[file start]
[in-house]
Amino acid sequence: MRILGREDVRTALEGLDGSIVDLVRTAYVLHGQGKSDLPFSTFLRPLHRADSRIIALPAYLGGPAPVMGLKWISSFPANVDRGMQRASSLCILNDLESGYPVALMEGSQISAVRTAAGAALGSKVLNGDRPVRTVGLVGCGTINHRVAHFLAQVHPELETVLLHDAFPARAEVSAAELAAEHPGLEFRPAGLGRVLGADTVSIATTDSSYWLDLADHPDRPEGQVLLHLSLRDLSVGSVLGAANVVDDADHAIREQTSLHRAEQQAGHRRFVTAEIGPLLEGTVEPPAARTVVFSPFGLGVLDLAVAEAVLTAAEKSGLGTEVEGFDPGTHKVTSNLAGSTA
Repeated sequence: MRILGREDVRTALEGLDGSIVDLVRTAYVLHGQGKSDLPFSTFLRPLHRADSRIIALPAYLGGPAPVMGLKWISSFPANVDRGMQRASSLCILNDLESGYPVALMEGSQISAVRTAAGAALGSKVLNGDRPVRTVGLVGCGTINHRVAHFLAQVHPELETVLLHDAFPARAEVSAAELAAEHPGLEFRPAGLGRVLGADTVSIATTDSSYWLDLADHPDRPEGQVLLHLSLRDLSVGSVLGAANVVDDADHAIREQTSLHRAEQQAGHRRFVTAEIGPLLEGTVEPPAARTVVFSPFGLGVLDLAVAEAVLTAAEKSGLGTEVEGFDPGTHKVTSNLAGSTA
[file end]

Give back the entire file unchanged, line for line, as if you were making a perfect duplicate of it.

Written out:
[in-house]
Amino acid sequence: MRILGREDVRTALEGLDGSIVDLVRTAYVLHGQGKSDLPFSTFLRPLHRADSRIIALPAYLGGPAPVMGLKWISSFPANVDRGMQRASSLCILNDLESGYPVALMEGSQISAVRTAAGAALGSKVLNGDRPVRTVGLVGCGTINHRVAHFLAQVHPELETVLLHDAFPARAEVSAAELAAEHPGLEFRPAGLGRVLGADTVSIATTDSSYWLDLADHPDRPEGQVLLHLSLRDLSVGSVLGAANVVDDADHAIREQTSLHRAEQQAGHRRFVTAEIGPLLEGTVEPPAARTVVFSPFGLGVLDLAVAEAVLTAAEKSGLGTEVEGFDPGTHKVTSNLAGSTA
Repeated sequence: MRILGREDVRTALEGLDGSIVDLVRTAYVLHGQGKSDLPFSTFLRPLHRADSRIIALPAYLGGPAPVMGLKWISSFPANVDRGMQRASSLCILNDLESGYPVALMEGSQISAVRTAAGAALGSKVLNGDRPVRTVGLVGCGTINHRVAHFLAQVHPELETVLLHDAFPARAEVSAAELAAEHPGLEFRPAGLGRVLGADTVSIATTDSSYWLDLADHPDRPEGQVLLHLSLRDLSVGSVLGAANVVDDADHAIREQTSLHRAEQQAGHRRFVTAEIGPLLEGTVEPPAARTVVFSPFGLGVLDLAVAEAVLTAAEKSGLGTEVEGFDPGTHKVTSNLAGSTA